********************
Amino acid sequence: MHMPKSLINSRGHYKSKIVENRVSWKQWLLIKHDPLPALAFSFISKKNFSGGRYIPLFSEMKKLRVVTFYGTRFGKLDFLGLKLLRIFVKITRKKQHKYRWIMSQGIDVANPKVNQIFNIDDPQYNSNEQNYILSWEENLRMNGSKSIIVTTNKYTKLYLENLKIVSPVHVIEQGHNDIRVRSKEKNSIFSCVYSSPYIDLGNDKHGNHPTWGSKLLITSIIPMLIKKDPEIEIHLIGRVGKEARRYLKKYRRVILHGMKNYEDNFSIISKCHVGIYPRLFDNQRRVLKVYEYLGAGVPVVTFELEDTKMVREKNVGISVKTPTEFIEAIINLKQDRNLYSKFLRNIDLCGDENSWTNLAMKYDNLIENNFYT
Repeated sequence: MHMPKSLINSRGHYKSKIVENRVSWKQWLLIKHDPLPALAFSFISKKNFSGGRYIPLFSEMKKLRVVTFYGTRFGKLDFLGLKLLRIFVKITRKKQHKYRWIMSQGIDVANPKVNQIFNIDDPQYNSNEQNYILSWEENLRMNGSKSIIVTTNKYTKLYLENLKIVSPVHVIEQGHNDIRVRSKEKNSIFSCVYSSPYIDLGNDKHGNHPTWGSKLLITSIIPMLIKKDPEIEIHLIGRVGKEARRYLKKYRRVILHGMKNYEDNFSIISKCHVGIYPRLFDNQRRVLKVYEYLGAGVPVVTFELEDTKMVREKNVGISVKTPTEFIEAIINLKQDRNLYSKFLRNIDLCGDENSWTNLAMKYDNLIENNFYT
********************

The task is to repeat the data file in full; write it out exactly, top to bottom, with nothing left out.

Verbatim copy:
Amino acid sequence: MHMPKSLINSRGHYKSKIVENRVSWKQWLLIKHDPLPALAFSFISKKNFSGGRYIPLFSEMKKLRVVTFYGTRFGKLDFLGLKLLRIFVKITRKKQHKYRWIMSQGIDVANPKVNQIFNIDDPQYNSNEQNYILSWEENLRMNGSKSIIVTTNKYTKLYLENLKIVSPVHVIEQGHNDIRVRSKEKNSIFSCVYSSPYIDLGNDKHGNHPTWGSKLLITSIIPMLIKKDPEIEIHLIGRVGKEARRYLKKYRRVILHGMKNYEDNFSIISKCHVGIYPRLFDNQRRVLKVYEYLGAGVPVVTFELEDTKMVREKNVGISVKTPTEFIEAIINLKQDRNLYSKFLRNIDLCGDENSWTNLAMKYDNLIENNFYT
Repeated sequence: MHMPKSLINSRGHYKSKIVENRVSWKQWLLIKHDPLPALAFSFISKKNFSGGRYIPLFSEMKKLRVVTFYGTRFGKLDFLGLKLLRIFVKITRKKQHKYRWIMSQGIDVANPKVNQIFNIDDPQYNSNEQNYILSWEENLRMNGSKSIIVTTNKYTKLYLENLKIVSPVHVIEQGHNDIRVRSKEKNSIFSCVYSSPYIDLGNDKHGNHPTWGSKLLITSIIPMLIKKDPEIEIHLIGRVGKEARRYLKKYRRVILHGMKNYEDNFSIISKCHVGIYPRLFDNQRRVLKVYEYLGAGVPVVTFELEDTKMVREKNVGISVKTPTEFIEAIINLKQDRNLYSKFLRNIDLCGDENSWTNLAMKYDNLIENNFYT